Have you ever wondered if your dog can count? According to a new study conducted by Emory University and published in Biology Letters, dogs use a similar part of their brain to humans to process numbers of objects shown to them so your dog certainly can count.
Overall, the study discovered that although they don’t count numbers in the same way we do, dogs are acutely tuned in to numbers - specifically showing an interest in how much food or treats you give them, so they know when they've been given more or less than usual.
In 2015, Kirsty Forrester, who trained her Shih Tzu Cooper to count shared five fun steps with us to help you teach your dog to channel his natural ability to count into a game you can both play. On the back of the new research on a dog's ability to understand numbers, it seems appropriate to re-share!
Cooper / Photo Credit: Kirsty Forrester
How to Teach a Dog to Count
First, here’s what you’ll need to prepare to teach your dog to count.
Three items that your dog can count. Try to find three items that look the same, like 3 tennis balls, 3 cotton reels, 3 treats, or 3 pieces of kibble. If your dog is food-motivated, you might find that they will focus better when counting food.
Three buttons or targets with the labels 1, 2, and 3. I used recordable sound buttons, but you can also use flashcards, a magnetic board with a number of magnets - anything that creates a target that your dog can hit to give their answer.
If you use rewards when training your dog, be sure to have plenty of them handy! I recommend a small treat that you can give in a large quantity. When I was teaching Cooper this trick, I used his dinner (dry kibble).
Your dog should be able to touch a target on command in response to you pointing at the target. Nose or paw, it doesn’t matter what they use to touch it.
If your dog is counting food, they need to be able to reliably leave the food alone. If they can’t do that, you should use a different item for them to count.
Ready? Let’s learn to count!
1. Start out with one item on display and one “button” on the floor.
Point at the button and say “one” out loud. When your dog hits the button, praise/reward them. Continue practising “one” until your dog learns that hitting the button means they’ll get a reward. If you use clicker training, you can use a clicker whenever your dog hits the right button.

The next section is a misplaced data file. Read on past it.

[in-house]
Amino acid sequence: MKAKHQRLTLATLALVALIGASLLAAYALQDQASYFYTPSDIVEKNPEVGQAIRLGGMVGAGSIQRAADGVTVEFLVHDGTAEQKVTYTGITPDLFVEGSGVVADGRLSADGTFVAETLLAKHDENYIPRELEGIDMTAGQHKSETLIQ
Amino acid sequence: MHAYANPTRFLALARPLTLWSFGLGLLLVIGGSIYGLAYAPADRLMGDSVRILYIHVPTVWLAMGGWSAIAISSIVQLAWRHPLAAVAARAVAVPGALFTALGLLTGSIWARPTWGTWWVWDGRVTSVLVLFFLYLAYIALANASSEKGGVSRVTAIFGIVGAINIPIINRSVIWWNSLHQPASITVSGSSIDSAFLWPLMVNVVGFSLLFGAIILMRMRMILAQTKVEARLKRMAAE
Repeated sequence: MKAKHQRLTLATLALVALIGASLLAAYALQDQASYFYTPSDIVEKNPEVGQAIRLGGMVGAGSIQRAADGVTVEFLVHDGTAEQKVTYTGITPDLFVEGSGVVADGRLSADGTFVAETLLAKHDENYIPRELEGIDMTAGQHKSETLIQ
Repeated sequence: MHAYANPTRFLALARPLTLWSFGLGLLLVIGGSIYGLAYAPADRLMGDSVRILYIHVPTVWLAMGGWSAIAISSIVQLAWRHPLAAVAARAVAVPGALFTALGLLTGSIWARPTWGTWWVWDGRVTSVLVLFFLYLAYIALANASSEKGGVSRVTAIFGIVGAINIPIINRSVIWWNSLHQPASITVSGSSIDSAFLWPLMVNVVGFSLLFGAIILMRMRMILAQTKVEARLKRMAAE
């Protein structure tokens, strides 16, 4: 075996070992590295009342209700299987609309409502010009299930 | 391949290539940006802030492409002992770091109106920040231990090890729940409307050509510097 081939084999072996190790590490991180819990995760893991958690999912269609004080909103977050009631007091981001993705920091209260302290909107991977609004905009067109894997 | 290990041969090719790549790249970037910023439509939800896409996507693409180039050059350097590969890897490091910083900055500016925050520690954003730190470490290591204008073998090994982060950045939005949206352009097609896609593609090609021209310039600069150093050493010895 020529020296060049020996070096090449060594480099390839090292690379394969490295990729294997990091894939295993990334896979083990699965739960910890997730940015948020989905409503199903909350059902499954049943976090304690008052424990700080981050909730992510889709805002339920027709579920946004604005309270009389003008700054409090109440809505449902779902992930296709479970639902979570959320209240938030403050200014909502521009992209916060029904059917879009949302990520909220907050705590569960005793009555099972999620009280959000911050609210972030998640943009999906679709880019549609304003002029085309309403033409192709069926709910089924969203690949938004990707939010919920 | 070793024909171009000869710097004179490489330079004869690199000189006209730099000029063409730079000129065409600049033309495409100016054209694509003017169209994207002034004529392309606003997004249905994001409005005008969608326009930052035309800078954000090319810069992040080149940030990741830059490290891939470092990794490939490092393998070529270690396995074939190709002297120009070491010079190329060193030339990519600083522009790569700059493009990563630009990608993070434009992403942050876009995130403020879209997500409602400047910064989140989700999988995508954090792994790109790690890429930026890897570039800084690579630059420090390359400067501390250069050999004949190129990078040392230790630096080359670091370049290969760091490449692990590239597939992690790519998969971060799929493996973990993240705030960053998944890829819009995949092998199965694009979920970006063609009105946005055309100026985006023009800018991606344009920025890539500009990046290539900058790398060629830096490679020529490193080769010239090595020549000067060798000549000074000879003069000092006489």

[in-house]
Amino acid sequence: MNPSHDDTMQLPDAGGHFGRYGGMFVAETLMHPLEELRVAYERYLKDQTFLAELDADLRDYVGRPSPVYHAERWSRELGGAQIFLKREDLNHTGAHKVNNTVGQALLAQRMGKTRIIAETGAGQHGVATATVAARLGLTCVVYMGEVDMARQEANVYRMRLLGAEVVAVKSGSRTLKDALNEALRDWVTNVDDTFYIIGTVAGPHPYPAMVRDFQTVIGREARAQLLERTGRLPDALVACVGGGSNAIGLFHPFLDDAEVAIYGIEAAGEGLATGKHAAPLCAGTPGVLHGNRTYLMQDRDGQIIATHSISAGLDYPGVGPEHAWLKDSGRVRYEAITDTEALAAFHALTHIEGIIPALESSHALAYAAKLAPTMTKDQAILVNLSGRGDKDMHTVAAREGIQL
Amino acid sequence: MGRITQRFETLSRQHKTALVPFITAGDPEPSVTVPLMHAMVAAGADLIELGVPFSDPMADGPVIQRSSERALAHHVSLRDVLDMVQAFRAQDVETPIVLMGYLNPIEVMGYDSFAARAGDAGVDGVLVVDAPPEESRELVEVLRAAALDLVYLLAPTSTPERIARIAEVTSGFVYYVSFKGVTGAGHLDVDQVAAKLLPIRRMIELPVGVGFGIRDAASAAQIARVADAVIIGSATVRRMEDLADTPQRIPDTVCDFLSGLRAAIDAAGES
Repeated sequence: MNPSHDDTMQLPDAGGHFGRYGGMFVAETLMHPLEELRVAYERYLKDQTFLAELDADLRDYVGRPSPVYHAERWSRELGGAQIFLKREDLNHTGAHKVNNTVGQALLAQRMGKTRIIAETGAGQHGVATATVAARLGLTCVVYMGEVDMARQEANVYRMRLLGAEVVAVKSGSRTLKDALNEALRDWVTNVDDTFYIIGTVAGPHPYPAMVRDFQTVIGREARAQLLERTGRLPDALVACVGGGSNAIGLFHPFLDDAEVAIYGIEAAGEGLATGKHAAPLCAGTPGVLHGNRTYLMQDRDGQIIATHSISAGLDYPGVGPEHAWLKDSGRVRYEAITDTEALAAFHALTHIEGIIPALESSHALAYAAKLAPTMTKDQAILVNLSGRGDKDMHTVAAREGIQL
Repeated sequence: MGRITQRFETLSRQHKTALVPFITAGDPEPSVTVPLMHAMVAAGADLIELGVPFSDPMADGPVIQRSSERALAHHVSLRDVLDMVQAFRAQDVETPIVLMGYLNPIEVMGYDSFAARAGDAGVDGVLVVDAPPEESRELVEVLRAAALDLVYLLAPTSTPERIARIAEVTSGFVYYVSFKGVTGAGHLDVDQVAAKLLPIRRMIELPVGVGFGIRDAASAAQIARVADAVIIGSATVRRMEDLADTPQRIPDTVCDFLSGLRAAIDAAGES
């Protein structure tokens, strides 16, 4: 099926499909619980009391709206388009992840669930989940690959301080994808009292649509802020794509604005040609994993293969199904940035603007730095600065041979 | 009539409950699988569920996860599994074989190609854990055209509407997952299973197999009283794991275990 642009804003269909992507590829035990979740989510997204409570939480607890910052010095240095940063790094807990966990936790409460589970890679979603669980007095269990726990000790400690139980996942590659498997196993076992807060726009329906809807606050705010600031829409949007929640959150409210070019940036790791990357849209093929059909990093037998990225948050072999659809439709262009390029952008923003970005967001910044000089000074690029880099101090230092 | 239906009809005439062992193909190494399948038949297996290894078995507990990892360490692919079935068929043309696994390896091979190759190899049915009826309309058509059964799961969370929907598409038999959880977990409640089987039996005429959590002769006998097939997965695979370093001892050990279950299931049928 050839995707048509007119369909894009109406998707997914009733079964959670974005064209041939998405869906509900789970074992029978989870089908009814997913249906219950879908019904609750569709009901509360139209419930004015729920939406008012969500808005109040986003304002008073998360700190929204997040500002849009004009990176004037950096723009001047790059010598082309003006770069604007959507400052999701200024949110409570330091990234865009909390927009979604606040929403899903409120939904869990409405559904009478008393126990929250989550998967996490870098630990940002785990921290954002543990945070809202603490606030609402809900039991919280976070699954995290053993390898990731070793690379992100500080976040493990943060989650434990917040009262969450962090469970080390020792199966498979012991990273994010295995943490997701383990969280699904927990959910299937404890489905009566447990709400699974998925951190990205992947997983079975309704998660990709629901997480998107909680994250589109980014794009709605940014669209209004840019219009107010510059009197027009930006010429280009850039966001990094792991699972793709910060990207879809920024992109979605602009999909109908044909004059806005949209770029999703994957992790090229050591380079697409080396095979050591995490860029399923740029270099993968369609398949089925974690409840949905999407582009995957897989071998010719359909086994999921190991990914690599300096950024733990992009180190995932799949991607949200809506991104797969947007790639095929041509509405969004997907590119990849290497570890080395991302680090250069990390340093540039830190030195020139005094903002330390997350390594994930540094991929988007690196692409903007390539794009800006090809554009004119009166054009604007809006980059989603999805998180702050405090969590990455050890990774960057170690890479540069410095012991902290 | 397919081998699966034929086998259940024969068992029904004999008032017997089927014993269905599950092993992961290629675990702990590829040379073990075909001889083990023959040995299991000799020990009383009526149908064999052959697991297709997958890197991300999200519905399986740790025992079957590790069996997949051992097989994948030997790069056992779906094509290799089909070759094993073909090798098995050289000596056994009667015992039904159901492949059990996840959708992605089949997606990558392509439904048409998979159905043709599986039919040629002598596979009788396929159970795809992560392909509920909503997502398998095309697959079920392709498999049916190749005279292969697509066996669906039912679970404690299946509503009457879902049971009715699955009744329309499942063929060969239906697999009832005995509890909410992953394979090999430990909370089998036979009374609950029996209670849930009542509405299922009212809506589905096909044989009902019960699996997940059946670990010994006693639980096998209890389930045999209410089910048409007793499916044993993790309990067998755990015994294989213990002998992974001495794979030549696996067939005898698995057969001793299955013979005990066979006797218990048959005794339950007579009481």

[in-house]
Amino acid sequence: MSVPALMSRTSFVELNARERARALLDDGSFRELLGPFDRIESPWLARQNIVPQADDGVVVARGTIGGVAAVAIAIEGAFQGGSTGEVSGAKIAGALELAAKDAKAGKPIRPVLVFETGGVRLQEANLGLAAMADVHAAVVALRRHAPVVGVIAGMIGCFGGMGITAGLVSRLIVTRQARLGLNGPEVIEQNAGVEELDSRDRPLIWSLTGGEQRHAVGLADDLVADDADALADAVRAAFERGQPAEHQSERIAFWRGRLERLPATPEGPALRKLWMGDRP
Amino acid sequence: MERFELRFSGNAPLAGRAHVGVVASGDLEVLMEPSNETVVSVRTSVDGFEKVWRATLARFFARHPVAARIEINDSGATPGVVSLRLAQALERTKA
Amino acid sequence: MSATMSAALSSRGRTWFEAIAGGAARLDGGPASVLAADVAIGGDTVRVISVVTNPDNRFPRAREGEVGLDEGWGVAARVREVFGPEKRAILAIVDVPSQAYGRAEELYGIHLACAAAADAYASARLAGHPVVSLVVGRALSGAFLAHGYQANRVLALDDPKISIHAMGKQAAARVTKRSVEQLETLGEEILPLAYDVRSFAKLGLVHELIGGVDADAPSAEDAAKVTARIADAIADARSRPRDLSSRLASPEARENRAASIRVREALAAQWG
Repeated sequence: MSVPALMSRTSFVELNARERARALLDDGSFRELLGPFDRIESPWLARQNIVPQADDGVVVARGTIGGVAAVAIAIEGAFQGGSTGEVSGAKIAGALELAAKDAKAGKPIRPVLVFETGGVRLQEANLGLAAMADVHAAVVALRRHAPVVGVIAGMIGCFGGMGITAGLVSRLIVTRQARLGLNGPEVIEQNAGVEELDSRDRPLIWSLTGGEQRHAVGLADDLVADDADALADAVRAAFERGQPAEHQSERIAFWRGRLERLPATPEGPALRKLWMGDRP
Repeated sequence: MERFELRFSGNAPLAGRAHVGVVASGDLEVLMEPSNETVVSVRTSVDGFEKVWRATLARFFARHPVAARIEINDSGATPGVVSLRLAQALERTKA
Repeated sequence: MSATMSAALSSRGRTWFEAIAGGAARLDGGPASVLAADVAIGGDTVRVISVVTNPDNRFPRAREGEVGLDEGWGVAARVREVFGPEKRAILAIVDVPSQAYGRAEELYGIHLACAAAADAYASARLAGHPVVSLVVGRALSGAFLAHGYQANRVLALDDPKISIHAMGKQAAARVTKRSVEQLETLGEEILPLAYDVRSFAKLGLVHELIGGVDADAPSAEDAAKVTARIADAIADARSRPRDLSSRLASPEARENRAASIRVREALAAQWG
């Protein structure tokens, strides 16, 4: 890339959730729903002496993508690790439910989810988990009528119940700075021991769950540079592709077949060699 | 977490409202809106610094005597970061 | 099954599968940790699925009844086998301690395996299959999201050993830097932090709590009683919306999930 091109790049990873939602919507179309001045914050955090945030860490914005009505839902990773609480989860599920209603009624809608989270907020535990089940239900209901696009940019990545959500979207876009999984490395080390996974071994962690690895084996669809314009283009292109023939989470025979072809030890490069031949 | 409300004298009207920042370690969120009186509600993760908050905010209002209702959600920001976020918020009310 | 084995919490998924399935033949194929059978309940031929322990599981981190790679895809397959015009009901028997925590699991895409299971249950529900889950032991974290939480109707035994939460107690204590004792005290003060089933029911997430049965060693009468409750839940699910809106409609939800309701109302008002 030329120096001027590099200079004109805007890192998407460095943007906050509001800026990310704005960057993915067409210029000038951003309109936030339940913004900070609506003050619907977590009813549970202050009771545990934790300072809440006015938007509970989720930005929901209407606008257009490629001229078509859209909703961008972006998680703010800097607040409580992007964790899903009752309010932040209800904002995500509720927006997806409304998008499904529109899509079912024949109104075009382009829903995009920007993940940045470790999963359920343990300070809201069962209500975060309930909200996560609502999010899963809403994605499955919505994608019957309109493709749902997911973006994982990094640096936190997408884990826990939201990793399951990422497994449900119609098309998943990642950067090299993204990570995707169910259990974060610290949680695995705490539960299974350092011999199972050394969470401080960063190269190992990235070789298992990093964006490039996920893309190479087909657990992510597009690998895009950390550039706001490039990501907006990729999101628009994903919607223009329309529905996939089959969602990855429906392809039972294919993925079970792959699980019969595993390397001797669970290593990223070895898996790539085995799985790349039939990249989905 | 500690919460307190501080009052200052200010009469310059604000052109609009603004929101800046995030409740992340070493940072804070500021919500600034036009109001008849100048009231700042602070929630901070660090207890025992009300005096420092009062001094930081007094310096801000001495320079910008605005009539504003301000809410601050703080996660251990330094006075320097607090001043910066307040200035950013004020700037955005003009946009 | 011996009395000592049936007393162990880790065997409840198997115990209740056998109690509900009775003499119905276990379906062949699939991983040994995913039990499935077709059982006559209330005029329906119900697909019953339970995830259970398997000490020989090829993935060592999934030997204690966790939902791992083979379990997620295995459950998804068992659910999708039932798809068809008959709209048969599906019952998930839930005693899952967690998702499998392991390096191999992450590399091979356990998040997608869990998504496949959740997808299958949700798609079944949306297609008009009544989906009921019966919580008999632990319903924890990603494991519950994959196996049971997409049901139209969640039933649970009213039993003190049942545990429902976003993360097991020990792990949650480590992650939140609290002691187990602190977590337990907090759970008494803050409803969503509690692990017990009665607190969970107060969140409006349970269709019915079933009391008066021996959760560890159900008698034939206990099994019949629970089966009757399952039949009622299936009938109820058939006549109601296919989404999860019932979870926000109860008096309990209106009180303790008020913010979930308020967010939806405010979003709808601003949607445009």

2. Add a second item and the number 2 button, and then have your dog hit the number 2 button by pointing at it and saying “two.”
Practice this repeatedly. If your dog hits the number 1 button by mistake, ignore it and wait until they hit the correct one. If you find your dog keeps switching back and forth between the buttons, you might need to reset them after a wrong answer by having them sit or lie down.
Article continues below >>
3. Start changing how many items there are, from one to two and back and forth.
Do long sequences of one item, then long sequences of two items, and then mix it up. Your dog should notice that you are changing the items, and with enough repetition will hopefully make the connection between the items and the buttons.
4. At first, you should point at the button they need to press.
Later, just say the number one or two out loud. Finally, stop saying the number out loud, and let the dog try to press the correct button simply by looking at the number of objects.
5. Adding a third item and button can be done in the same way as the previous steps.
Begin by pointing at it and saying the number, then gradually reducing your direction to only the oral cue, then no cue.
To make the challenge harder and reduce the chances of your dog getting any cues or signals (or simply memorising the button locations), you can rearrange the buttons, change the placement and spacing of the items, or hide your hands while placing the items down.
How did your dog get on? Let us know by commenting below!